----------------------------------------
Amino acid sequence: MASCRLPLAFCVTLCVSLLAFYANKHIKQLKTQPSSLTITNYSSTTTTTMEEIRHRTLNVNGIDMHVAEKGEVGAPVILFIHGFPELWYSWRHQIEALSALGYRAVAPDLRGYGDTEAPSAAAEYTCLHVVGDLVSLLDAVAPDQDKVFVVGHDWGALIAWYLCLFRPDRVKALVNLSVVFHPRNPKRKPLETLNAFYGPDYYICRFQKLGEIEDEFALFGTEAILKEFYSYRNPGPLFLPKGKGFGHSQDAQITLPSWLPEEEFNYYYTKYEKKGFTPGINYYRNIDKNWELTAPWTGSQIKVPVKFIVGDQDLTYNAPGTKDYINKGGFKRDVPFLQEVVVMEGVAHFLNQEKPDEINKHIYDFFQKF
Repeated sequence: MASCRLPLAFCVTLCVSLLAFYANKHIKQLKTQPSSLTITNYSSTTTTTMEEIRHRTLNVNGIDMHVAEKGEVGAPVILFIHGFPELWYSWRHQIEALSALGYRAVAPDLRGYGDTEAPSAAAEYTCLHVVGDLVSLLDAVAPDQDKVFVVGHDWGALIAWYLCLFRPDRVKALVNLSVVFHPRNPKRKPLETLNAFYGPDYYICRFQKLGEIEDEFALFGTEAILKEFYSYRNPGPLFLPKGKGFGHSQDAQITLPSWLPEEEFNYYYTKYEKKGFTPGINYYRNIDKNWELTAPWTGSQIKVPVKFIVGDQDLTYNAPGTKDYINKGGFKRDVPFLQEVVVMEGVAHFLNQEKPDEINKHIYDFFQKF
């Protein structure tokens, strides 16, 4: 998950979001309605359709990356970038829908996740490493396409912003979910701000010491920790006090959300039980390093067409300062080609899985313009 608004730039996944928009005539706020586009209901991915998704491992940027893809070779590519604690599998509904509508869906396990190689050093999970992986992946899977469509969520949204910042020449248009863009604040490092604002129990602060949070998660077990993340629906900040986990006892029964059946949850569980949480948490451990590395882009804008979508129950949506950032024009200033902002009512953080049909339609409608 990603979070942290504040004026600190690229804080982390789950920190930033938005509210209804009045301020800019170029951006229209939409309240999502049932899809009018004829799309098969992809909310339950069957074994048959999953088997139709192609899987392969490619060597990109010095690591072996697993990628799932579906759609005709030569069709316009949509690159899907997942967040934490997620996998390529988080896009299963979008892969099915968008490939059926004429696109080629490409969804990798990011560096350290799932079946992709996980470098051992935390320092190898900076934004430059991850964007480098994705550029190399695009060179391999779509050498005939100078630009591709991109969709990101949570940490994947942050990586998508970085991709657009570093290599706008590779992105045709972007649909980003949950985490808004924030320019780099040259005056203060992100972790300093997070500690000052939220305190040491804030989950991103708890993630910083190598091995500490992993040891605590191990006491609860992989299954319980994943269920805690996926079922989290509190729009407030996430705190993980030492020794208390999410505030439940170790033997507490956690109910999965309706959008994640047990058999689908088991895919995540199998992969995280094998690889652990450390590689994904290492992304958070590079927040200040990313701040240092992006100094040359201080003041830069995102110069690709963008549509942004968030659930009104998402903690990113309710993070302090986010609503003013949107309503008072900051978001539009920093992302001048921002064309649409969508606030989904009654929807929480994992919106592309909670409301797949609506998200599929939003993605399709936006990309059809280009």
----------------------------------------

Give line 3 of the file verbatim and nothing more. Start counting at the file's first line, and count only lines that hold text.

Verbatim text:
């Protein structure tokens, strides 16, 4: 998950979001309605359709990356970038829908996740490493396409912003979910701000010491920790006090959300039980390093067409300062080609899985313009 608004730039996944928009005539706020586009209901991915998704491992940027893809070779590519604690599998509904509508869906396990190689050093999970992986992946899977469509969520949204910042020449248009863009604040490092604002129990602060949070998660077990993340629906900040986990006892029964059946949850569980949480948490451990590395882009804008979508129950949506950032024009200033902002009512953080049909339609409608 990603979070942290504040004026600190690229804080982390789950920190930033938005509210209804009045301020800019170029951006229209939409309240999502049932899809009018004829799309098969992809909310339950069957074994048959999953088997139709192609899987392969490619060597990109010095690591072996697993990628799932579906759609005709030569069709316009949509690159899907997942967040934490997620996998390529988080896009299963979008892969099915968008490939059926004429696109080629490409969804990798990011560096350290799932079946992709996980470098051992935390320092190898900076934004430059991850964007480098994705550029190399695009060179391999779509050498005939100078630009591709991109969709990101949570940490994947942050990586998508970085991709657009570093290599706008590779992105045709972007649909980003949950985490808004924030320019780099040259005056203060992100972790300093997070500690000052939220305190040491804030989950991103708890993630910083190598091995500490992993040891605590191990006491609860992989299954319980994943269920805690996926079922989290509190729009407030996430705190993980030492020794208390999410505030439940170790033997507490956690109910999965309706959008994640047990058999689908088991895919995540199998992969995280094998690889652990450390590689994904290492992304958070590079927040200040990313701040240092992006100094040359201080003041830069995102110069690709963008549509942004968030659930009104998402903690990113309710993070302090986010609503003013949107309503008072900051978001539009920093992302001048921002064309649409969508606030989904009654929807929480994992919106592309909670409301797949609506998200599929939003993605399709936006990309059809280009």